Crimes down as Ramadan lull kicks in
CAIRO: The past few days witnessed a lull in crime that some have attributed to the spirituality of Ramadan. While the religious aspect of the holy month cannot be denied, the pacifying affects of the rigors of fasting combined with the congested TV schedule should also be taken into account. Even though the past few days have been unusually quiet, a few incidents have made the crime pages.
In the industrial area of Port Said, a huge fire destroyed a major paint factory. The fire left 45 laborers, two officers and five security members injured. Losses are estimated at between LE 25 million to LE 50 million. Investigations excluded any intentional criminal action. The owner of the factory said that his factory is insured and the real loss is in the export contracts that he won’t be able to fulfill and the possibility of 1,200 laborers being laid off.
More than 2,000 laborers organized a strike at the petroleum company Gapco . They asked for reforms in their contracts granting them better salaries, proper vacations and better medical services.
A famous eye hospital will be closed for a year after a court judgment. Those in the hospital have been found guilty of causing blindness in eight patients.
Just as fasting increases spirituality, it can also cause loss of concentration. People in Al-Ibrahimeya were shocked when a dead body of a student plummeted off Al-Ibrahimeya Bridge onto them.
A laborer died in a fall from the ninth floor of a building in Al-Giza. His fellow workers attested that he had lost his equilibrium while working. In a similar accident, a man fell from a hotel room balcony, sustaining injuries. He said that he had been alone and had fallen off the balcony due to a bout of dizziness.
In Al-Menufiyya two million counterfeited euros were seized from a Cameroonian businessman. The African businessman allegedly was distributing the forged money in other Delta governorates.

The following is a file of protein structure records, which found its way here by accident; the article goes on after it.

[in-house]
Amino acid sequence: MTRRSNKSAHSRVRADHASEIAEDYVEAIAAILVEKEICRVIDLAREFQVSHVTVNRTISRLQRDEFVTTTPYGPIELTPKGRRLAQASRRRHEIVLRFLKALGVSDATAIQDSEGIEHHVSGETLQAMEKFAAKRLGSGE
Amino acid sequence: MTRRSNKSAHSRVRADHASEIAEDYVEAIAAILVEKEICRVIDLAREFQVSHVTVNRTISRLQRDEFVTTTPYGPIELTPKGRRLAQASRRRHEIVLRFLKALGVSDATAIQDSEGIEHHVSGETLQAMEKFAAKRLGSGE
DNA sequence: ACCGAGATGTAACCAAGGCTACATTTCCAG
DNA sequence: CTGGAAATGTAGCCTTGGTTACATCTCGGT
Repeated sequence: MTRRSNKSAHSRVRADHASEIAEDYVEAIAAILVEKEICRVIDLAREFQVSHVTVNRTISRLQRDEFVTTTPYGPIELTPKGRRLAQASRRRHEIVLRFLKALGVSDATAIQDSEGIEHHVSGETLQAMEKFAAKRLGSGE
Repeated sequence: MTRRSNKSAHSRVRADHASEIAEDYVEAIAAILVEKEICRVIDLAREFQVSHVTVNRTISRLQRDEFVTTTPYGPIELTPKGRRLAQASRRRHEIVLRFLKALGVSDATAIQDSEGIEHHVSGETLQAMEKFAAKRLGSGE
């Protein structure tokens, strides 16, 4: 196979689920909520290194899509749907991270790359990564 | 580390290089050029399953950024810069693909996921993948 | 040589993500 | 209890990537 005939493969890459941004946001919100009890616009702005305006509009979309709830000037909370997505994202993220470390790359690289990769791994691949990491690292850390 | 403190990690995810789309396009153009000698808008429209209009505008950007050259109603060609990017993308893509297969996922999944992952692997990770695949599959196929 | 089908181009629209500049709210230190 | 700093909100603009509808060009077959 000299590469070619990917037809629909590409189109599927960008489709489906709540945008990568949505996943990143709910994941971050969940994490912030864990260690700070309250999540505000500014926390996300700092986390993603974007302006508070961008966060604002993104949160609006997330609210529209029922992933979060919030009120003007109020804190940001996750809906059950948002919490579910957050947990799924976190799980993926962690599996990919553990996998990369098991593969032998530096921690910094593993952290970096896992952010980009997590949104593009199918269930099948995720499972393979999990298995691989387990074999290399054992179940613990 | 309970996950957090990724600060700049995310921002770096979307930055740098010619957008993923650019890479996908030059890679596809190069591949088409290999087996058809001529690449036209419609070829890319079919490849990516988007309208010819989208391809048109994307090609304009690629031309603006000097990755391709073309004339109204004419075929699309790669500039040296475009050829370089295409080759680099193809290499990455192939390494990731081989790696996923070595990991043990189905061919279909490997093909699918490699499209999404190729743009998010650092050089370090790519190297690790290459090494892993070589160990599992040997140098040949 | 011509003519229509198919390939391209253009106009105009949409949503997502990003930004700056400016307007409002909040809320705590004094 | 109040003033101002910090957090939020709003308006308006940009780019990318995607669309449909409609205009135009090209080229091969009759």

Traffic accidents always figure prominently in the crime pages. Only 48 hours after the death of 20 people in a tragic accident in Upper Egypt, 13 others were killed in another accident on the same road. An additional eight were injured and transferred to Al-Menya Hospital for medical attention.
An academic competition over a doctorate degree between two assistant teachers at Ain Shams University leapt over the barriers of academic propriety. One of the assistant teachers was accused of sending e-mails to the rest of the staff claiming that the other assistant teacher’s wife was involved in suspect relations with officials at the university, facilitating her husband’s scholarship in London.
Police forces stormed the famous Madboli bookstore downtown and collected 280 copies of a book called “The Modern Sheikhs and the Making of Religious Extremism (Al-Sheiukh Al-Modern Wa Sena’et Al-Tatarof Al-Deeni). According to the owner of the bookstore this was done at the request of the Islamic Research Academy.
In a strange incident, sextuplets were born in Assiut. The mother’s happiness was short-lived, however, as all six babies died within 72 hours of their premature birth.